National Gallery of Indonesia

Last updated
National Gallery of Indonesia
Galeri Nasional Indonesia
National Gallery of Indonesia.JPG
Jakarta districts.png
Red pog.svg
Location within Jakarta
EstablishedMay 8, 1999
LocationJl. Medan Merdeka Timur 14, 10110, Indonesia
Coordinates 6°10′43″S106°50′00″E / 6.178529°S 106.833276°E / -6.178529; 106.833276
Collection sizeA collection of 1770 fine arts
DirectorTubagus Andre Sukmana (2005-now) [1]
CuratorM. Agus Burhan, Inda C. Noerhadi, Rizki A. Zaelani, Kuss Indarto [1]
Public transit access Logo PT Kereta Api Indonesia (Persero) 2020.svg Gambir
Transjakarta feeder and angkot: Stasiun Gambir

The National Gallery of Indonesia is an art gallery and museum in Jakarta, Indonesia. The National Gallery of Indonesia has existed as a cultural institution in the field of visual arts since May 8, 1999. The institution plays an important role in expanding public's awareness of artworks through preservation, development and exploitation of the visual arts in Indonesia. [2]



Educational complex

Lyceum of the CAS, now Gedung B of the National Gallery of Indonesia. COLLECTIE TROPENMUSEUM Lyceum te Batavia TMnr 10002319.jpg
Lyceum of the CAS, now Gedung B of the National Gallery of Indonesia.

The original address of the complex was Koningsplein Oost No. 14, Batavia. The main building (Gedung A) was built in 1817 by G.C. Van Rijk as an Indische Woonhuis (Indies residence) in a Dutch Indies colonial style. The materials for the construction were taken from the remains of Kasteel Batavia. [3]

In 1900, the complex was converted into an HBS educational institution known as Carpentier Alting Stichting (CAS) under the authority of the Dutch Protestant pastor and prominent Freemason Albertus Samuel Carpentier Alting (1837–1915). The former Indies residence (Gedung A) was converted into a female dormitory building, while several buildings were added to improve the facility of the school: a lyceum or primary school (1902, now Gedung B of the National Gallery); a MULO or junior high school; and a HBS or senior high school. [4]

After independence in 1945, the CAS remained operational to serve Djakarta's large remaining white settler community, although the Indonesian government forced the school to admit students from all races.

In 1955, the Indonesian government banned all activities related to the Dutch colonial administration. The educational institution was placed under the authority of Raden Saleh Foundation, which continued the activities of CAS and remained under the auspices of the Freemasonry. [3]

Students of the CAS. COLLECTIE TROPENMUSEUM Groepsportret met de schoolleerlingen van de Carpentier Alting Stichting (CAS) tijdens een feest TMnr 60027529.jpg
Students of the CAS.

In 1961, all Dutch students and teachers of CAS were expelled by the Indonesian government and the school was abolished and its premises turned into SDN 01 (State Primary School No. 1) and Sekolah Menengah Atas 7, "Senior High School 7" [4] [5] In 1962, the military authorities issued a Decision Letter signed by President Sukarno which banned Freemasonry in Indonesia. As a result, the Raden Saleh Foundation was disbanded, and the school was taken over by the Department of Education and Culture of the Republic of Indonesia. [3]

In 1965, after the 30 September Incident, the main building was used as the headquarters of the Youth and Student Command Unit (Komando Kesatuan Pemuda dan Pelajar Indonesia or KAPPI) that held demonstrations demanding the disbanding of the Indonesian Communist Party. [3]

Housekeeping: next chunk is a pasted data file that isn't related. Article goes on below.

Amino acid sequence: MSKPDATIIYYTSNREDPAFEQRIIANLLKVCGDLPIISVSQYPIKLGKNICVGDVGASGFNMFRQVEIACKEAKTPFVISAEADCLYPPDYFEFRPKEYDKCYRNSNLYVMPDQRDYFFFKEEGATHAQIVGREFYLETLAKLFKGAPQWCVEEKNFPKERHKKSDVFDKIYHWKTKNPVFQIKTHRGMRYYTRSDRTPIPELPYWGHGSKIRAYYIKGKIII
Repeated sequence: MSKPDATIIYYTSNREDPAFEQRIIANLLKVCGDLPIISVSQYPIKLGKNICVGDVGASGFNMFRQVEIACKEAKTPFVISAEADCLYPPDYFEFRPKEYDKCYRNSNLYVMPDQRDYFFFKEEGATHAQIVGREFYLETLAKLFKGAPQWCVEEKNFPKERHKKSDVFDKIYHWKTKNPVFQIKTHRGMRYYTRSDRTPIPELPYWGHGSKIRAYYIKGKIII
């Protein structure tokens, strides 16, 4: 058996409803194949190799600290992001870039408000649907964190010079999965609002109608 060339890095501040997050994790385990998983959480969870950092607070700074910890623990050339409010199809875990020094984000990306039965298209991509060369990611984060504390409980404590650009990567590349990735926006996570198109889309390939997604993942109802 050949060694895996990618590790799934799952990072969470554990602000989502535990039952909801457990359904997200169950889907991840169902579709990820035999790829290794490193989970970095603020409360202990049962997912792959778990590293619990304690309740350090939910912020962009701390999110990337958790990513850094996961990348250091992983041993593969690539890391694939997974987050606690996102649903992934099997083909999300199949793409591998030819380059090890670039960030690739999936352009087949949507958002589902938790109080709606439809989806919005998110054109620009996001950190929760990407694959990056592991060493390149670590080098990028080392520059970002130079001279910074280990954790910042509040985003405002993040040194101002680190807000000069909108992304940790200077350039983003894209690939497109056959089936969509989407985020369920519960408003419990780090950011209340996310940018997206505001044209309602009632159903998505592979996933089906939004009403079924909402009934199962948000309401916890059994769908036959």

Once the security situation improved, the building was used by the Indonesian Army (Tentara Nasional Indonesia Angkatan Darat or TNI/AD) as Headquarters for the Jayasakti Infantry Brigade under the auspices of the Jakarta Raya V Military Command (Komando Daerah Militer V Jakarta Raya: Kodam Jaya). [3]

In 1981, based on a telegram from the Army Chief of Staff (Kepala Staf Angkatan Darat or KSAD) marked No. 51/1978/1981, and reconfirmed with Jakarta Raya V Military Command Decision Letter No. SKIP/194/1982, the core building was returned to the Department of Education and Culture. Then, based on the Department of Education and Culture Secretary General Decision Letter No. 126/F/1982, dated February 28, 1982, the management of the structure was transferred to the Directorate General of Culture. The core building (Building A) has since been used as an Exhibition Building and is now the central structure of Indonesia National Gallery. [3]

The founding of Indonesia National Gallery was done among the efforts carried out to establish National Cultural Development Center Program (Wisma Seni Nasional/Pusat Pengembangan Kebudayaan Nasional) begun in the 1960s. [6]

While waiting for the realization of the National Cultural Development Center Program, Prof. Dr. Fuad Hasan (at the time the Minister of Education and Culture) organized the renovation of the building to perfect its function as an art exhibition center and as a center for art appreciation activities. The renovated building was dedicated in 1987. [6]

After intensive lobbying with the concerned authorities from 1995, the institution known as Indonesia National Gallery took on its existing form and function based on previous documents. The first, issued in 1998, was the Coordinating Minister for Development and Empowerment of the Civil Service (Menko Pengawasan Pembangunan dan Pendayagunaan Aparatur Negara) Decision Letter No. 34?MK/.WASPAN/1998. This was then confirmed by Department of Education and Culture Decision Letter No. 099a/0/1998, and the building was dedicated on May 8, 1999. [6]

The initial structure of Indonesia National Gallery (Department of Education and Culture Decision Letter No. 099a/0/1998) has been changed several times as reflected in the document BP BUDPAR No. Kep.07/BPBUDPAR/2002, which was then brought into line with the policies of the Ministry of Culture and Tourism. This final organizational shift was due to the administrative change of the Ministry of Culture and Tourism in the Department of Culture and Tourism under the documents km.55/OT.001/MPK/2003 and, more recently, Minister of Culture and Tourism Decision Letter No. PM.41/OT.002/MPK – 2006. [6]


Today the museum houses 1770 artworks by Indonesian and foreign artists, among the most notable are Indonesian artists Raden Saleh, Affandi, Basuki Abdullah, and also some foreign artists such as Wassily Kandinsky, Hans Hartung, Victor Vasarely, Sonia Delaunay, Pierre Soulages, and Zao Wou Ki.

See also

Related Research Articles

<span class="mw-page-title-main">Indonesian National Armed Forces</span> Combined military forces of Indonesia

The Indonesian National Armed Forces are the military forces of the Republic of Indonesia. It consists of the Army (TNI-AD), Navy (TNI-AL), and Air Force (TNI-AU). The President of Indonesia is the commander-in-chief of the Armed Forces. In 2021, it comprises approximately 395,500 military personnel including the Indonesian Marine Corps, which is a branch of the Navy.

<span class="mw-page-title-main">Indonesian Army</span> Land service branch of the Indonesian National Armed Forces